Following those lines I cited earlier from Amy Tan, her character records ‘But I stopped myself. I kept myself hidden’. I believe that our ability to build Zion will be hindered unless we learn to be more vulnerable with one another, to be more open about our failings. I believe that confession is a spiritual practice in that is a catalyst for allowing the spirit of atonement to permeate an individual and a community.

Comments

  1. Confession is a key element in 12-step programs (like AA). The announcing of our flaws to God and to another person is an act of humility, and crystalizes, I believe, our own recognition.

    As for public confession, my only concern (well, perhaps I have more than one, but this is one) is that it seems it could easily because just another vain repetition like so much else in “standard” testimony bearing and public praying. (Of course, I suppose if I listened with a “Zion” heart, I probably wouldn’t feel that way, would I?)

  2. Sorry — that would be “it could easily become…” not “easily because…”

    Yikes!

  3. Thanks for your comment. I agree that if this is done routinely then it could become stale, just like anything. I think then it should not be a monthly occurrence for an individual but rather should be something which rises up out of us.

    Moreover, reading back through what I have written, I think that I did not clearly express that some things should not be confessed publicly, like serious transgression.

  4. N Meyer says:

    I see some of this happening in ‘good’ RS meetings. Not every week, but occassionally a lesson will be taught that really resonates with the sisters and it will bring out a lot of personal feelings and regrets.

  5. Amen and amen and amen, Rico.

    Let not any man publish his own righteousness, for others can see that for him; sooner let him confess his sins, and then he will be forgiven and he will bring forth more fruit. (TPJS 194-195)

    Confess your faults to one another, and pray one for another, that ye may be healed. (James 5:16)

    But remember that on this, the Lord’s day, thou shalt offer thine oblations and the sacraments unto the Most High, confessing thy sins unto thy brethren, and before the Lord. (D&C 59:12)

    (see, I can quote scripture too!)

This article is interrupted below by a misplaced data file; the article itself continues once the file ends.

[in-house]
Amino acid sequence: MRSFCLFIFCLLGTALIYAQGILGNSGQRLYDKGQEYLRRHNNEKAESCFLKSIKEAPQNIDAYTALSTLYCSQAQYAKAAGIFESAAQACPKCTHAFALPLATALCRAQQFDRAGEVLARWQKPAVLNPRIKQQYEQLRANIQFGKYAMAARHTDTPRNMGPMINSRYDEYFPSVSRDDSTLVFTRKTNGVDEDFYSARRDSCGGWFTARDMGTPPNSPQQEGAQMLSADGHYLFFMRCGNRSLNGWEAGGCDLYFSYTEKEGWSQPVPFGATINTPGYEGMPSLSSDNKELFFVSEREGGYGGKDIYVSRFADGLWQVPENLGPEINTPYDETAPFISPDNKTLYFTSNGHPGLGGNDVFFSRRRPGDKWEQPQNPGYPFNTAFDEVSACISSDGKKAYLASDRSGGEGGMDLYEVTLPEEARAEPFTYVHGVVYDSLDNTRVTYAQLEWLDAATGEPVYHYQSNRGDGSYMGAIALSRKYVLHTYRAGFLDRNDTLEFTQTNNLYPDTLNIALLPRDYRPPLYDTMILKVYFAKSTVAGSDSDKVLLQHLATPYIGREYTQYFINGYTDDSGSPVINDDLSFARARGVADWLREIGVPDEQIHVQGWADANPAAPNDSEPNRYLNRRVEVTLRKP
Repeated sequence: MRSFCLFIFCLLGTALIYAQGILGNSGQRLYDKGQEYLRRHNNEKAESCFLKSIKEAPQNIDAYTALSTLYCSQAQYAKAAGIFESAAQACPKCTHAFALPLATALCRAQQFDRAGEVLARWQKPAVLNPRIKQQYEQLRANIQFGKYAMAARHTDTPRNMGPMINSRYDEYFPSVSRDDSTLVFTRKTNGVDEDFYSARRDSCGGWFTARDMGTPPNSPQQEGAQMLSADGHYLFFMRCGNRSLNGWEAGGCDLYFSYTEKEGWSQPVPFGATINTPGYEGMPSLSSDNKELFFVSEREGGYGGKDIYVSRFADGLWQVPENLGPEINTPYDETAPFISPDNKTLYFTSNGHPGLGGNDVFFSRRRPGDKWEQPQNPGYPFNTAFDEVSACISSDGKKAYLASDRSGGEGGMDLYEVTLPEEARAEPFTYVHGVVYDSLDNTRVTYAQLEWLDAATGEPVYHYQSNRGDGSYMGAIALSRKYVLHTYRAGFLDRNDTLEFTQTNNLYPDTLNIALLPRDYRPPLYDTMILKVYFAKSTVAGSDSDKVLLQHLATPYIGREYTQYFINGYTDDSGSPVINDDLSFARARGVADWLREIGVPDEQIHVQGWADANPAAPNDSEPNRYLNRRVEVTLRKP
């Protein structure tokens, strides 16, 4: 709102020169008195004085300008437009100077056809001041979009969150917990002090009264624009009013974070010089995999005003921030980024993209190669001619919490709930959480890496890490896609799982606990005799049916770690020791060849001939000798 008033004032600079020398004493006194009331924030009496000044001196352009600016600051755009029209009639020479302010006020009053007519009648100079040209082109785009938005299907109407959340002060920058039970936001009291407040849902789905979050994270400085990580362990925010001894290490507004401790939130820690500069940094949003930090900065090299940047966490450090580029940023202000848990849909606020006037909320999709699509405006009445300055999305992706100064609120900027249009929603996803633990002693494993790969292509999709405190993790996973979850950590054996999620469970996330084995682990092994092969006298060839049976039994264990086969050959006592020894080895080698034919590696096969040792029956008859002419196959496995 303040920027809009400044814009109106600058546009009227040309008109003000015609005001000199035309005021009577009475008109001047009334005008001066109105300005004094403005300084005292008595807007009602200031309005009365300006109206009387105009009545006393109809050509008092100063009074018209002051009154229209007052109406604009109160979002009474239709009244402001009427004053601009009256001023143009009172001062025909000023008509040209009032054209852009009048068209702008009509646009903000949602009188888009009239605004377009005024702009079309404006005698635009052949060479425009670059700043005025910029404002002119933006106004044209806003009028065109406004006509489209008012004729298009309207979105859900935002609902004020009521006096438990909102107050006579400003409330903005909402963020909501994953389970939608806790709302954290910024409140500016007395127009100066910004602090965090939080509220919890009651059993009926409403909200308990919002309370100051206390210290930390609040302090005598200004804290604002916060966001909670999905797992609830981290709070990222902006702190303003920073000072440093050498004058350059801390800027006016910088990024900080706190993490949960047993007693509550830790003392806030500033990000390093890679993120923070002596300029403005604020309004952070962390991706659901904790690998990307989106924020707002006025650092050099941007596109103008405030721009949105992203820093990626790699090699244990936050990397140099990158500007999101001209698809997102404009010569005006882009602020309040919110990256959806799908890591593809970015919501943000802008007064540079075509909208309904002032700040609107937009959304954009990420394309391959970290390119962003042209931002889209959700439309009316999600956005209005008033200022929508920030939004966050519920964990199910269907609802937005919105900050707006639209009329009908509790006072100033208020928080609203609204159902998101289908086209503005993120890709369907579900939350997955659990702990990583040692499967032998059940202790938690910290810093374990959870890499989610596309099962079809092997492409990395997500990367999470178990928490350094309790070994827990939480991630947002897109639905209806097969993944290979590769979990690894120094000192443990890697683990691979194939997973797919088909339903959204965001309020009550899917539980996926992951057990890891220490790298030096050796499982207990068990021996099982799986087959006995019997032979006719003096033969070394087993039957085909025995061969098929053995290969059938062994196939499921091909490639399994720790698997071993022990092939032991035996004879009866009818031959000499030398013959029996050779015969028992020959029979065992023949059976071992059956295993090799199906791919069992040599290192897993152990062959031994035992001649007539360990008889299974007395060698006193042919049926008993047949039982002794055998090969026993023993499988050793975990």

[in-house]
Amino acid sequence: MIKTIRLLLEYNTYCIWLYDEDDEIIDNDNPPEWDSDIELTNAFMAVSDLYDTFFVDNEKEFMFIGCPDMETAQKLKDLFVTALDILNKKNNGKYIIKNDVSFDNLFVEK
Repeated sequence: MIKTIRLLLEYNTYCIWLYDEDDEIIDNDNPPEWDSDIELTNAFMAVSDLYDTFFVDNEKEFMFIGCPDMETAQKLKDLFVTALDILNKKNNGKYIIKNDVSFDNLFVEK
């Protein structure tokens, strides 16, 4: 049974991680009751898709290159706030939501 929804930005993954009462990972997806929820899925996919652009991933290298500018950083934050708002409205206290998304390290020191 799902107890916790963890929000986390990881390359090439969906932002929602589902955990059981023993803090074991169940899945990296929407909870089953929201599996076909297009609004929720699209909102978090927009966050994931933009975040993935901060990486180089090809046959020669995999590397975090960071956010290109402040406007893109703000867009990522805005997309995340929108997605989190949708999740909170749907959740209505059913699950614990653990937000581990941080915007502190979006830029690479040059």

6. Perhaps this quote is relevant (from Elder Mickelsen, “The Atonement, Repentance, and Dirty Linen”, 2003):

    “While driving through a small town in Mexico, a man ran over and killed a dog that darted in front of him. From that day on, he was known in the village as mataperros. No consideration or thought was given to the origin of the name; he was simply the “dog killer.” For those who came along later, not knowing the circumstance, their minds conjured up a terrible image of what he had done.

    Reputations built on rumor, reality, or established by nickname can be virtually impossible to overcome. The adage “Do not wash your dirty linen in public” is wise counsel. It is not necessary, appropriate, nor healthy to expose our private or family mistakes and sins for public scrutiny. The more widely a sin is known, the more difficult the repentance or change.”

  7. #5 – Thanks Kathryn.

    #6 – Although I am aware of E. Mickelsen’s remarks and agree that somethings are not appropriate to confess in a public setting (even though this used to happen), I disagree with the wider implications of his remarks. Which is that we should hide our weaknesses from others. Moreover, the idea that the more widely a sin is known, I think, does not impact how easy it is to repent. Instead I think that counsel seeks to save the sinner being remind of things they would rather forget (or have changed) by people who won’t let them move on. Others in the community have not learned to forgive. This is precisely one of the reasons that I value this process because it encourages communities to forgive each other rather than to judge or condemn while simultaneously glorying in their own righteousness.

  8. Peter LLC says:

    I confessed to being a shiftless bum while teaching the priesthood lesson last Sunday. Does it count if everyone already knows?

    Anyroad, I think vague confessions directed at no one in particular (like mine and President Kimball’s above) aren’t of much use in building community since often it’s just a way to tell your audience to get over it already. Still, an honest admission of fault could be like oil on troubled waters when resolving conflicts with one’s fellowman, and certainly preferable to bluster and evasion.